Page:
Finally, the command to love each other (1 John 4: 7-21): We don't take loving each other as seriously as we should. We love selectively and conditionally. We love erotically. We don't love the way Christ did and the way that He commands us to. "Whoever loves God must also love his brother." If that brother happens to be black, white, sinner or saint....I love him. I love with an "agape", unconditional, benevolent love. I love if you are like me or not. I love if you smell more like the streets you sleep on than Old Spice or Chanel No. 5. I love you if your clothes are worn, tattered and dirty or if you are wearing a designer label. I am to love in your rudeness, your unwillingness to get with the program and I am to treat you with respect. I will not presume to think that I have all of the answers you need to come out of your personal crisis. But I promise to love you through it. God is patient with you...I must be too. And if you fall, I'll help to lift you back up and try again. This type of love seems near impossible but I believe that God never commands us to do anything that He doesn't know we can do. That would not be fair. 1 John 5:3 says that His commands are not burdensome. He gives us the power to do it in Him. Ask God to give you His heart of love. We don't take loving each other as seriously as we should.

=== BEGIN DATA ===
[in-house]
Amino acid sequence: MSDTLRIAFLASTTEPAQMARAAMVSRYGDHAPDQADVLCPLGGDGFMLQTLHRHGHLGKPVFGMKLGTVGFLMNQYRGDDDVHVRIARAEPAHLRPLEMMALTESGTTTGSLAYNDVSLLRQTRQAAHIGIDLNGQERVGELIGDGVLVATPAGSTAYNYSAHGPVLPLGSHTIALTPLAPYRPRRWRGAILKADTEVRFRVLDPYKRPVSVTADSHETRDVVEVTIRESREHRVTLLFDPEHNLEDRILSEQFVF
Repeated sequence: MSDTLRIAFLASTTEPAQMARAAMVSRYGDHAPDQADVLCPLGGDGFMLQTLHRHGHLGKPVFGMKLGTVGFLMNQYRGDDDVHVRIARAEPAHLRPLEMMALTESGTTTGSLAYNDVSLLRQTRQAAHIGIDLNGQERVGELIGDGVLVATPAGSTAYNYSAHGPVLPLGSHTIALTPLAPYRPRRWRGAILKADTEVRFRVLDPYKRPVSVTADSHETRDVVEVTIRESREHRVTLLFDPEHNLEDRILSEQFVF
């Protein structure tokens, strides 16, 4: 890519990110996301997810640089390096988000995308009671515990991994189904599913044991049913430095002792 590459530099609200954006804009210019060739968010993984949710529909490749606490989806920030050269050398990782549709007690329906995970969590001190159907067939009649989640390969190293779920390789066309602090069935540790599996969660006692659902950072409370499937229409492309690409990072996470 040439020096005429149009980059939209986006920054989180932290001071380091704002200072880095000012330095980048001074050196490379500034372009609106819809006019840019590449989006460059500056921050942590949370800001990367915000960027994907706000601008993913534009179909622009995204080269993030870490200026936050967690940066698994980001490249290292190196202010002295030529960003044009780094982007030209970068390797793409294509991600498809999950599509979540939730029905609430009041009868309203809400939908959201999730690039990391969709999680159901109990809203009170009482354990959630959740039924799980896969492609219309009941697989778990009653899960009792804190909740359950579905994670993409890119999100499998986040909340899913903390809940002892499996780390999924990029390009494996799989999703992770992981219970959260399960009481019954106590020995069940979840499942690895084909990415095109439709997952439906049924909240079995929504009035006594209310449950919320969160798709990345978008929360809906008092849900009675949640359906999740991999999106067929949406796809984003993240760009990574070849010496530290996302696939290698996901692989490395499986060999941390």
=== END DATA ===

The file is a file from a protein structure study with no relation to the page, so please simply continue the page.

We've got our work cut out for us, my friends. It's not enough for us to be content with the fact that we are saved and going to heaven. We have a life to live here on earth and it's time to get serious. Serious about the awesomeness of God. Serious about what Jesus did for us. And serious about loving one another. As I enter the last half of my life, I am bound and determined to live it for Christ, the way His plans for me intended it to. I don't want to come to the end of my life and regret that I never got serious. That I never loved the way I should. That I never fulfilled my destiny. How about you?


Tuesday, March 07, 2006

#36 "Why Rahab?"

March 7, 2006
"Then Joshua son of Nun secretly sent two spies from Shittim. "Go, look over the land," he said, "especially Jericho." So they went and entered the house of a prostitute named Rahab and stayed there." (Joshua 2: 1)